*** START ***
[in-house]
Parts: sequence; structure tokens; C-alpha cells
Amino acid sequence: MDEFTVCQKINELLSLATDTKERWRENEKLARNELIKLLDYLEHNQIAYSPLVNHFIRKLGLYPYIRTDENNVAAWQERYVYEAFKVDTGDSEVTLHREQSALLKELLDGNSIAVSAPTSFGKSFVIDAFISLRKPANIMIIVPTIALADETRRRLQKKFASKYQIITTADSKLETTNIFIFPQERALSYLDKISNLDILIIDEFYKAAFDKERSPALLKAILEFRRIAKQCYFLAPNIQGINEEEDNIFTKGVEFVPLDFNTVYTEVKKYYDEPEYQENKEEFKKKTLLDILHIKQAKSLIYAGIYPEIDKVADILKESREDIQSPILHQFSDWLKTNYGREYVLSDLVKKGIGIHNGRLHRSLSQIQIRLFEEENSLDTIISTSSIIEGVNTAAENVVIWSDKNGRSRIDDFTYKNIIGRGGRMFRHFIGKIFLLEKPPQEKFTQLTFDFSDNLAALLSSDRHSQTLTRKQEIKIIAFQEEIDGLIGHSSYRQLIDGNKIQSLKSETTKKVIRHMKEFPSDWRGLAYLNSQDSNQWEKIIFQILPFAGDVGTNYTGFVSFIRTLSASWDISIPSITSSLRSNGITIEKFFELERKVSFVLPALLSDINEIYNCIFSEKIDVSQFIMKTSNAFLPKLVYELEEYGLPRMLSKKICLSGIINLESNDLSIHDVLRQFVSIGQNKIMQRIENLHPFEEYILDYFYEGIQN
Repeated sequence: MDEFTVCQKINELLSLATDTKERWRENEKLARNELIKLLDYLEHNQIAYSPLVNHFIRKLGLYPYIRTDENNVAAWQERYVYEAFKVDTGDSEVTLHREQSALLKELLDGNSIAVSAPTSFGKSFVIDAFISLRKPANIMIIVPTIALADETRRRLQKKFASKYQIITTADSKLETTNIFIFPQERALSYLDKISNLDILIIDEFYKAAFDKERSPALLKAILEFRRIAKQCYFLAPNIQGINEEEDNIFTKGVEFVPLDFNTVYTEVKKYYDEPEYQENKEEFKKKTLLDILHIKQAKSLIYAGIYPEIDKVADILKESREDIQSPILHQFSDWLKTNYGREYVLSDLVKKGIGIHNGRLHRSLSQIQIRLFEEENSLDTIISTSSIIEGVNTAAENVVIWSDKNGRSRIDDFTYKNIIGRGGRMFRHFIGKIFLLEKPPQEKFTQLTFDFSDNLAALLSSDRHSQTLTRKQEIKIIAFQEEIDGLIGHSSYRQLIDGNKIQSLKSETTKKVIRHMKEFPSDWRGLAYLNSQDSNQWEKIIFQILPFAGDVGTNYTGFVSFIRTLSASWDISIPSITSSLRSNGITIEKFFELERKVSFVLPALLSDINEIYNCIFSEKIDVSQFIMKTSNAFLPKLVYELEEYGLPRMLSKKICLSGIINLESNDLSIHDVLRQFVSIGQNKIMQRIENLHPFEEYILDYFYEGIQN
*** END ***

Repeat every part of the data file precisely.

[in-house]
Parts: sequence; structure tokens; C-alpha cells
Amino acid sequence: MDEFTVCQKINELLSLATDTKERWRENEKLARNELIKLLDYLEHNQIAYSPLVNHFIRKLGLYPYIRTDENNVAAWQERYVYEAFKVDTGDSEVTLHREQSALLKELLDGNSIAVSAPTSFGKSFVIDAFISLRKPANIMIIVPTIALADETRRRLQKKFASKYQIITTADSKLETTNIFIFPQERALSYLDKISNLDILIIDEFYKAAFDKERSPALLKAILEFRRIAKQCYFLAPNIQGINEEEDNIFTKGVEFVPLDFNTVYTEVKKYYDEPEYQENKEEFKKKTLLDILHIKQAKSLIYAGIYPEIDKVADILKESREDIQSPILHQFSDWLKTNYGREYVLSDLVKKGIGIHNGRLHRSLSQIQIRLFEEENSLDTIISTSSIIEGVNTAAENVVIWSDKNGRSRIDDFTYKNIIGRGGRMFRHFIGKIFLLEKPPQEKFTQLTFDFSDNLAALLSSDRHSQTLTRKQEIKIIAFQEEIDGLIGHSSYRQLIDGNKIQSLKSETTKKVIRHMKEFPSDWRGLAYLNSQDSNQWEKIIFQILPFAGDVGTNYTGFVSFIRTLSASWDISIPSITSSLRSNGITIEKFFELERKVSFVLPALLSDINEIYNCIFSEKIDVSQFIMKTSNAFLPKLVYELEEYGLPRMLSKKICLSGIINLESNDLSIHDVLRQFVSIGQNKIMQRIENLHPFEEYILDYFYEGIQN
Repeated sequence: MDEFTVCQKINELLSLATDTKERWRENEKLARNELIKLLDYLEHNQIAYSPLVNHFIRKLGLYPYIRTDENNVAAWQERYVYEAFKVDTGDSEVTLHREQSALLKELLDGNSIAVSAPTSFGKSFVIDAFISLRKPANIMIIVPTIALADETRRRLQKKFASKYQIITTADSKLETTNIFIFPQERALSYLDKISNLDILIIDEFYKAAFDKERSPALLKAILEFRRIAKQCYFLAPNIQGINEEEDNIFTKGVEFVPLDFNTVYTEVKKYYDEPEYQENKEEFKKKTLLDILHIKQAKSLIYAGIYPEIDKVADILKESREDIQSPILHQFSDWLKTNYGREYVLSDLVKKGIGIHNGRLHRSLSQIQIRLFEEENSLDTIISTSSIIEGVNTAAENVVIWSDKNGRSRIDDFTYKNIIGRGGRMFRHFIGKIFLLEKPPQEKFTQLTFDFSDNLAALLSSDRHSQTLTRKQEIKIIAFQEEIDGLIGHSSYRQLIDGNKIQSLKSETTKKVIRHMKEFPSDWRGLAYLNSQDSNQWEKIIFQILPFAGDVGTNYTGFVSFIRTLSASWDISIPSITSSLRSNGITIEKFFELERKVSFVLPALLSDINEIYNCIFSEKIDVSQFIMKTSNAFLPKLVYELEEYGLPRMLSKKICLSGIINLESNDLSIHDVLRQFVSIGQNKIMQRIENLHPFEEYILDYFYEGIQN